Are South African LGBTQI+ Women Celebrated Enough During Women’s Month?

Are South African LGBTQI+ Women Celebrated Enough During Women’s Month?

Women’s Day is meant to honour and celebrate the triumphs and victories of women in the country. However, for members of the LGBTI+ community who face added forms of discrimination and violence in their daily lives, Women’s Day is a painful reminder of how much more needs to be done to honour all women in the country.

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South Africans are encouraged to celebrate all women, including members of the LGBTI+ community, during Women's Day. Image: Stock image
Source: Getty Images

During an exclusive interview with Briefly News, LGBTI+ activist Kim Lithgow highlighted some of the challenges that women from the community face. She said aside from facing discrimination as a woman, LGBTI+ women are met with added forms of stigma and bias in communities, schools, and the workplace.

“We need to get to a place where we can recognise that all women should feel the same protection from the police and communities, especially when they are victims of gender-based violence. It’s like a double-edged sword, they get discriminated against in because the people around them are not educated they don’t have enough information. We’ve got to come to a place of inclusion where everybody is included,” said Lithgow.

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When asked if transwomen are celebrated adequately during Women’s month, the activist said there isn’t much visibility. She said transwomen should be given the same exposure as cisgender women.

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“We recognise that cisgender women play a huge role in society, families, and communities. But it is the same with transwomen, they are also parents, have careers and play a huge role in communities. We need to celebrate transgender women as well and recognise their contributions,” she said.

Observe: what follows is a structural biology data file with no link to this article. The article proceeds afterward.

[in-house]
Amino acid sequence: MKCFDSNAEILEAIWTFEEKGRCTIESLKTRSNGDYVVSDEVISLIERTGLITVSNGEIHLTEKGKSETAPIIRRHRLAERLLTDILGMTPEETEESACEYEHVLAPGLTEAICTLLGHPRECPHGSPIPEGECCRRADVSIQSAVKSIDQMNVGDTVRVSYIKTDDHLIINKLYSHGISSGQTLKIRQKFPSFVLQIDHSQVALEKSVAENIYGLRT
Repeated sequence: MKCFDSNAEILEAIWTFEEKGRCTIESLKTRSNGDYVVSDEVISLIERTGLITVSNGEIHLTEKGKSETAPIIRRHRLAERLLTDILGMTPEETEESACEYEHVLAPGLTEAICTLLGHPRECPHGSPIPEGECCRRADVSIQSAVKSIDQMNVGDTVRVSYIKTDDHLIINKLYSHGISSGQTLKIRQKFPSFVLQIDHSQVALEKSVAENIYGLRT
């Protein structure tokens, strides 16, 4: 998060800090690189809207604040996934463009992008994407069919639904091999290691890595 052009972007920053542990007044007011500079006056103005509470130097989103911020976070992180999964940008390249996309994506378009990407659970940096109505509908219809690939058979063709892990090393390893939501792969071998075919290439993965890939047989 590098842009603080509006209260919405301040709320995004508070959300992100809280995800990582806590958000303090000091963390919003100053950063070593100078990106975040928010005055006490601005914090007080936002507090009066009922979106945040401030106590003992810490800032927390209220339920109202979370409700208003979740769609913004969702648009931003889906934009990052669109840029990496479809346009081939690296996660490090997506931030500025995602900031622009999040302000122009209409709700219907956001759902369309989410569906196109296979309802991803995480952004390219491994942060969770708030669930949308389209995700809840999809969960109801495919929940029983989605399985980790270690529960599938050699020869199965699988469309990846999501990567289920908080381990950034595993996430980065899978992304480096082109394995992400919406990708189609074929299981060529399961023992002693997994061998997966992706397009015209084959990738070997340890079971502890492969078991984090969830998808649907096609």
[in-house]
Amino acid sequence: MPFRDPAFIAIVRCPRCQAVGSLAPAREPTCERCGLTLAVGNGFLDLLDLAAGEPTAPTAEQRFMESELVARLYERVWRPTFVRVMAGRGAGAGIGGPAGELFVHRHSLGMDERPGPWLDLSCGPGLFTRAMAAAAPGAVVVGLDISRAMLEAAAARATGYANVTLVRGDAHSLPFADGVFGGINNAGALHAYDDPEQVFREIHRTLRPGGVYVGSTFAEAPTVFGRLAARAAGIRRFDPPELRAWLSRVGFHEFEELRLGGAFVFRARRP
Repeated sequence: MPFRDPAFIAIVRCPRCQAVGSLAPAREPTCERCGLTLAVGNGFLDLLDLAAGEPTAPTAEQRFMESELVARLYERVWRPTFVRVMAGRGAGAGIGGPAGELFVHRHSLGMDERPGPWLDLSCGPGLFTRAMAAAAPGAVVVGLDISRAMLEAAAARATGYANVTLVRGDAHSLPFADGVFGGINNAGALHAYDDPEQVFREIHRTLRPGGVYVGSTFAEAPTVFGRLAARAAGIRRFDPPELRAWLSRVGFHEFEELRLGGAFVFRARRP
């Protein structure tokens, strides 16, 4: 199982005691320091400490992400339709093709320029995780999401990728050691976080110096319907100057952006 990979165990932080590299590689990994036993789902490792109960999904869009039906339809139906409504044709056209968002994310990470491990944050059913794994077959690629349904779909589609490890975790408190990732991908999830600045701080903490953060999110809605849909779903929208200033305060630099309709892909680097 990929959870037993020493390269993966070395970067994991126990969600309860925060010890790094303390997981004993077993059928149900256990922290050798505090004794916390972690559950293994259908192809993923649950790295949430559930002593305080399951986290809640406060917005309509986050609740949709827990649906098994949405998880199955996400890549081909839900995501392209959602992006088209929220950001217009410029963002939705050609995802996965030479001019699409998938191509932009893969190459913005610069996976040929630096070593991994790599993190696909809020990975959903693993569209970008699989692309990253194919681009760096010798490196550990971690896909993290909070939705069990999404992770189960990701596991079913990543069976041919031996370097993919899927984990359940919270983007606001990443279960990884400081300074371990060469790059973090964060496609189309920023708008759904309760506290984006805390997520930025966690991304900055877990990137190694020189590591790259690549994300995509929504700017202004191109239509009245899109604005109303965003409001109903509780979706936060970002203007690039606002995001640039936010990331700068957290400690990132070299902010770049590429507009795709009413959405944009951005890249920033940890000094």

Lithgow noted that often the struggles or accomplishments of transwomen are not given enough exposure simply because of their identity.

“Society fails to appreciate the contributions that they bring to the table yeah like it’s taken away from them just because of their identity,” said the LGBTI+ activist.

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Lithgow is also part of an organisation that advocates for implementing the Hate Crimes Bill that will ensure that members of the community are treated equally.

“We’ve already presented to parliament our arguments on why we should have the bill and so now it’s sitting with parliament and once they make a decision then it will be signed by the president. As a team we are mandated to work with organisations to intervene in hate crime cases to follow up the progress of the crimes in the courts as well to make sure that justice is served,” she said.

Lithgow said several issues often go unnoticed in communities, and more needs to be done to ensure the safety of all South African women.

“The assaults, bullying, harassment, victimisation, and violence need to stop. Bias and discrimination are factors so deeply embedded in society that we need to all work together in South Africa to make sure that the country is a safe space for everybody,” she noted.

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When asked how South Africans can assist in reducing discrimination among the LGBTQI+ community, Lithgow said:

“if minorities like LGBT people are free to live their lives authentically to make decisions for themselves to just be who they want to be then everybody is free. If those with less power are safe then everybody is.”

She encouraged all South Africans to educate themselves on human rights.

“The best thing you can do in Women’s Month is to enhance everybody’s freedom, fight for the right to be protected. We need to look out for each other and respect each other’s freedom,” Lithgow added.

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In a related matter, Briefly News also reported a young man took courage and "came out" to his family. As he expected, his father stormed out of the room and his mother burst into tears.

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He told his mother that he was sorry and that he would leave their home. The young man's mother worried about what people would say if they found out.

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Source: Briefly News

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